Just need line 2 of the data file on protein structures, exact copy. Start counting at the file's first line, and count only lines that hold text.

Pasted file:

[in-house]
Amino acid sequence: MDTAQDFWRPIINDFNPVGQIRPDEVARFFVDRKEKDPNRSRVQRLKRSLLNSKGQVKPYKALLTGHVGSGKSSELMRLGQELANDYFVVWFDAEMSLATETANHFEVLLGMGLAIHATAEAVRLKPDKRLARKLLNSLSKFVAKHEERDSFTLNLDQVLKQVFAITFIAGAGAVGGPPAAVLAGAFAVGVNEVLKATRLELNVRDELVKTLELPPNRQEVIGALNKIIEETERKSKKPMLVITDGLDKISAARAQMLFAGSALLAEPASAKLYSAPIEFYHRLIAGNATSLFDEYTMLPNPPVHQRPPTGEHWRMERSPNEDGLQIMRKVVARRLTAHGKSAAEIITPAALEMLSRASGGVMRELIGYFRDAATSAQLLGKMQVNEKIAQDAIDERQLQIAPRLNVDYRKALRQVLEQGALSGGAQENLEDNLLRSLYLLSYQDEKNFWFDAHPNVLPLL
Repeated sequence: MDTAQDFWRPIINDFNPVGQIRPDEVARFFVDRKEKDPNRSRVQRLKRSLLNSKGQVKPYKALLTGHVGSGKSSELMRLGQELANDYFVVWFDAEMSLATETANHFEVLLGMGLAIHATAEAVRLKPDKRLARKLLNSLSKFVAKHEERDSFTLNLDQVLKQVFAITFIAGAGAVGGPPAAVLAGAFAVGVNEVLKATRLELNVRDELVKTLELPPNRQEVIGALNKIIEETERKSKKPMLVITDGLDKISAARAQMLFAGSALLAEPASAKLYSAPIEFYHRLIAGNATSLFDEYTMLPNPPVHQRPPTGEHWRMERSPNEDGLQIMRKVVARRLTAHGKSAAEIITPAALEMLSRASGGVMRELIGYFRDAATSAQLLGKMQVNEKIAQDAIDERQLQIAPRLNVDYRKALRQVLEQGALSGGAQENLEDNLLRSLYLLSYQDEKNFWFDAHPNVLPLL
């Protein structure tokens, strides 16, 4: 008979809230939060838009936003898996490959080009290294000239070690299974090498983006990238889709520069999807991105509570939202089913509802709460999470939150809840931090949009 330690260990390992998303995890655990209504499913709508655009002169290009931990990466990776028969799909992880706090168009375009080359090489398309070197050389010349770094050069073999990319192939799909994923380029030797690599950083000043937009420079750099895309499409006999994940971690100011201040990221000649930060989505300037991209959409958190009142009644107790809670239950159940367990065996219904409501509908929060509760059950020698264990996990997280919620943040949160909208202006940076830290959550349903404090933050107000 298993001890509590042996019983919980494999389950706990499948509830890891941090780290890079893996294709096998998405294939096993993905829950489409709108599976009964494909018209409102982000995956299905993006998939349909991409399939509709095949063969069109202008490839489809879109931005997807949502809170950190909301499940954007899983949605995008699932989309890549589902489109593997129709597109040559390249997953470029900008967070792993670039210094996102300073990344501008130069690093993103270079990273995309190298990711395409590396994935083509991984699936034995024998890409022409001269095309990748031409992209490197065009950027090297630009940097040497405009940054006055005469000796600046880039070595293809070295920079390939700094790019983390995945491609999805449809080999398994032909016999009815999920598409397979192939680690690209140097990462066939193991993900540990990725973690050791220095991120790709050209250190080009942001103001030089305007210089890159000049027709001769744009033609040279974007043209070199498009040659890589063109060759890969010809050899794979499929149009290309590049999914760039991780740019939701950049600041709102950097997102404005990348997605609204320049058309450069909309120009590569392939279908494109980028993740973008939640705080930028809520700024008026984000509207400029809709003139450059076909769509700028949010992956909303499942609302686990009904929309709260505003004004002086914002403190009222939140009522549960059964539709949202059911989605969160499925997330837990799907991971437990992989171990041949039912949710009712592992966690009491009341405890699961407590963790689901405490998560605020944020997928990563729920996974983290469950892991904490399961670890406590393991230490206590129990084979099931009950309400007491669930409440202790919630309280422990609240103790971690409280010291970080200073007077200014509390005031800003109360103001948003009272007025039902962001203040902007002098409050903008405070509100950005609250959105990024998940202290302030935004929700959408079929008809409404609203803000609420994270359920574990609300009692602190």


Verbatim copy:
Amino acid sequence: MDTAQDFWRPIINDFNPVGQIRPDEVARFFVDRKEKDPNRSRVQRLKRSLLNSKGQVKPYKALLTGHVGSGKSSELMRLGQELANDYFVVWFDAEMSLATETANHFEVLLGMGLAIHATAEAVRLKPDKRLARKLLNSLSKFVAKHEERDSFTLNLDQVLKQVFAITFIAGAGAVGGPPAAVLAGAFAVGVNEVLKATRLELNVRDELVKTLELPPNRQEVIGALNKIIEETERKSKKPMLVITDGLDKISAARAQMLFAGSALLAEPASAKLYSAPIEFYHRLIAGNATSLFDEYTMLPNPPVHQRPPTGEHWRMERSPNEDGLQIMRKVVARRLTAHGKSAAEIITPAALEMLSRASGGVMRELIGYFRDAATSAQLLGKMQVNEKIAQDAIDERQLQIAPRLNVDYRKALRQVLEQGALSGGAQENLEDNLLRSLYLLSYQDEKNFWFDAHPNVLPLL